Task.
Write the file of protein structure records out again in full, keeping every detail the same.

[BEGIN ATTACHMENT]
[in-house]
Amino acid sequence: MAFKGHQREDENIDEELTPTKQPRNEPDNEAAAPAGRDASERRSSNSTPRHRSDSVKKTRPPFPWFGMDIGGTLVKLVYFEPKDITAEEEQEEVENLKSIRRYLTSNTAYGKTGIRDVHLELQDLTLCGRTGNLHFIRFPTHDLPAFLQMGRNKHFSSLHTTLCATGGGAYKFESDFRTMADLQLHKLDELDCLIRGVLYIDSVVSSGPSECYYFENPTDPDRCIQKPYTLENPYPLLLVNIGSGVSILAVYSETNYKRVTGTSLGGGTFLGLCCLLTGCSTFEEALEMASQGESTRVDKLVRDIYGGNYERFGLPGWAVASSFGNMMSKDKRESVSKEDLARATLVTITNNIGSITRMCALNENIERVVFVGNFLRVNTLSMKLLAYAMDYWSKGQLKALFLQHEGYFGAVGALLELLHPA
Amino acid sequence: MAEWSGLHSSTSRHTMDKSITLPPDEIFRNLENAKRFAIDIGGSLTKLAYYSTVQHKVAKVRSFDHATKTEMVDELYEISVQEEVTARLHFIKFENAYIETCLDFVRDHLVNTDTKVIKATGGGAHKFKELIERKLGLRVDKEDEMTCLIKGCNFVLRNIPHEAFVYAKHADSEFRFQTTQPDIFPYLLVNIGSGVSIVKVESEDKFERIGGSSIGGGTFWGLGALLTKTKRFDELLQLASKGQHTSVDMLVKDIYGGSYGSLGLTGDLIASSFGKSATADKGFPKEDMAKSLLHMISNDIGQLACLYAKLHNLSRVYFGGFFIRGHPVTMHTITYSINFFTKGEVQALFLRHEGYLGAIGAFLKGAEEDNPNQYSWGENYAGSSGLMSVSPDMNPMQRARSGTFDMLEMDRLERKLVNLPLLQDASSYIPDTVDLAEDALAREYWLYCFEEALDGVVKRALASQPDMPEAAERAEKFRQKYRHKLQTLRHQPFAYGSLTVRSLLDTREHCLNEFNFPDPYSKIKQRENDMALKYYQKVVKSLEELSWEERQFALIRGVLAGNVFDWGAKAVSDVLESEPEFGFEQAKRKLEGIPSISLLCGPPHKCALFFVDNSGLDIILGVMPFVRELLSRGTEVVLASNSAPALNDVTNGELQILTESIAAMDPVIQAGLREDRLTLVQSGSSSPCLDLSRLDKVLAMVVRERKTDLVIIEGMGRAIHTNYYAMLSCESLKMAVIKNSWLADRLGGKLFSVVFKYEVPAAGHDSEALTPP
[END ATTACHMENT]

[in-house]
Amino acid sequence: MAFKGHQREDENIDEELTPTKQPRNEPDNEAAAPAGRDASERRSSNSTPRHRSDSVKKTRPPFPWFGMDIGGTLVKLVYFEPKDITAEEEQEEVENLKSIRRYLTSNTAYGKTGIRDVHLELQDLTLCGRTGNLHFIRFPTHDLPAFLQMGRNKHFSSLHTTLCATGGGAYKFESDFRTMADLQLHKLDELDCLIRGVLYIDSVVSSGPSECYYFENPTDPDRCIQKPYTLENPYPLLLVNIGSGVSILAVYSETNYKRVTGTSLGGGTFLGLCCLLTGCSTFEEALEMASQGESTRVDKLVRDIYGGNYERFGLPGWAVASSFGNMMSKDKRESVSKEDLARATLVTITNNIGSITRMCALNENIERVVFVGNFLRVNTLSMKLLAYAMDYWSKGQLKALFLQHEGYFGAVGALLELLHPA
Amino acid sequence: MAEWSGLHSSTSRHTMDKSITLPPDEIFRNLENAKRFAIDIGGSLTKLAYYSTVQHKVAKVRSFDHATKTEMVDELYEISVQEEVTARLHFIKFENAYIETCLDFVRDHLVNTDTKVIKATGGGAHKFKELIERKLGLRVDKEDEMTCLIKGCNFVLRNIPHEAFVYAKHADSEFRFQTTQPDIFPYLLVNIGSGVSIVKVESEDKFERIGGSSIGGGTFWGLGALLTKTKRFDELLQLASKGQHTSVDMLVKDIYGGSYGSLGLTGDLIASSFGKSATADKGFPKEDMAKSLLHMISNDIGQLACLYAKLHNLSRVYFGGFFIRGHPVTMHTITYSINFFTKGEVQALFLRHEGYLGAIGAFLKGAEEDNPNQYSWGENYAGSSGLMSVSPDMNPMQRARSGTFDMLEMDRLERKLVNLPLLQDASSYIPDTVDLAEDALAREYWLYCFEEALDGVVKRALASQPDMPEAAERAEKFRQKYRHKLQTLRHQPFAYGSLTVRSLLDTREHCLNEFNFPDPYSKIKQRENDMALKYYQKVVKSLEELSWEERQFALIRGVLAGNVFDWGAKAVSDVLESEPEFGFEQAKRKLEGIPSISLLCGPPHKCALFFVDNSGLDIILGVMPFVRELLSRGTEVVLASNSAPALNDVTNGELQILTESIAAMDPVIQAGLREDRLTLVQSGSSSPCLDLSRLDKVLAMVVRERKTDLVIIEGMGRAIHTNYYAMLSCESLKMAVIKNSWLADRLGGKLFSVVFKYEVPAAGHDSEALTPP